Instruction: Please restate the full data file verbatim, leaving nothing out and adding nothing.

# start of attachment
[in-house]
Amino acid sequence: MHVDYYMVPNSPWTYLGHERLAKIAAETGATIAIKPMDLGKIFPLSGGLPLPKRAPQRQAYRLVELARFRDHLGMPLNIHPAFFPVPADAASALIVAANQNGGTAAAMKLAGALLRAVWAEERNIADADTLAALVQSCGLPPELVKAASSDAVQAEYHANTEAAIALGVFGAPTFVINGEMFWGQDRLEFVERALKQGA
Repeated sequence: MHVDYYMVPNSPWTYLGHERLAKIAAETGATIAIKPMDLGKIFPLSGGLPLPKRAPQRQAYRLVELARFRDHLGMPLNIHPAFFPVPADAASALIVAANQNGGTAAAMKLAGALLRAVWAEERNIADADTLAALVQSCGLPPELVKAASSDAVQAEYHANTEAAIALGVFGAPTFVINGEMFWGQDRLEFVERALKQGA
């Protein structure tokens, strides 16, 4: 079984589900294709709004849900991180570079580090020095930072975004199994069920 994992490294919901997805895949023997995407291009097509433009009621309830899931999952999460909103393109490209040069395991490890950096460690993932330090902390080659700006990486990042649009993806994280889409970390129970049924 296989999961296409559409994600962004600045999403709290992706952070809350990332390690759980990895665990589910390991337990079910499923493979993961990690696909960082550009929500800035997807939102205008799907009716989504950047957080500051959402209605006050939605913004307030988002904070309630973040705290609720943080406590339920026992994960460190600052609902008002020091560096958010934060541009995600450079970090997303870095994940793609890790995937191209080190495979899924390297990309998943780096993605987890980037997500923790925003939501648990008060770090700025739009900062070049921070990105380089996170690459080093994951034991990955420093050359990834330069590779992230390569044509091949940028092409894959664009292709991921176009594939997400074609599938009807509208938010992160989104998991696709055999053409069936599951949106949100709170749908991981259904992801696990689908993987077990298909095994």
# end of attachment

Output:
[in-house]
Amino acid sequence: MHVDYYMVPNSPWTYLGHERLAKIAAETGATIAIKPMDLGKIFPLSGGLPLPKRAPQRQAYRLVELARFRDHLGMPLNIHPAFFPVPADAASALIVAANQNGGTAAAMKLAGALLRAVWAEERNIADADTLAALVQSCGLPPELVKAASSDAVQAEYHANTEAAIALGVFGAPTFVINGEMFWGQDRLEFVERALKQGA
Repeated sequence: MHVDYYMVPNSPWTYLGHERLAKIAAETGATIAIKPMDLGKIFPLSGGLPLPKRAPQRQAYRLVELARFRDHLGMPLNIHPAFFPVPADAASALIVAANQNGGTAAAMKLAGALLRAVWAEERNIADADTLAALVQSCGLPPELVKAASSDAVQAEYHANTEAAIALGVFGAPTFVINGEMFWGQDRLEFVERALKQGA
């Protein structure tokens, strides 16, 4: 079984589900294709709004849900991180570079580090020095930072975004199994069920 994992490294919901997805895949023997995407291009097509433009009621309830899931999952999460909103393109490209040069395991490890950096460690993932330090902390080659700006990486990042649009993806994280889409970390129970049924 296989999961296409559409994600962004600045999403709290992706952070809350990332390690759980990895665990589910390991337990079910499923493979993961990690696909960082550009929500800035997807939102205008799907009716989504950047957080500051959402209605006050939605913004307030988002904070309630973040705290609720943080406590339920026992994960460190600052609902008002020091560096958010934060541009995600450079970090997303870095994940793609890790995937191209080190495979899924390297990309998943780096993605987890980037997500923790925003939501648990008060770090700025739009900062070049921070990105380089996170690459080093994951034991990955420093050359990834330069590779992230390569044509091949940028092409894959664009292709991921176009594939997400074609599938009807509208938010992160989104998991696709055999053409069936599951949106949100709170749908991981259904992801696990689908993987077990298909095994």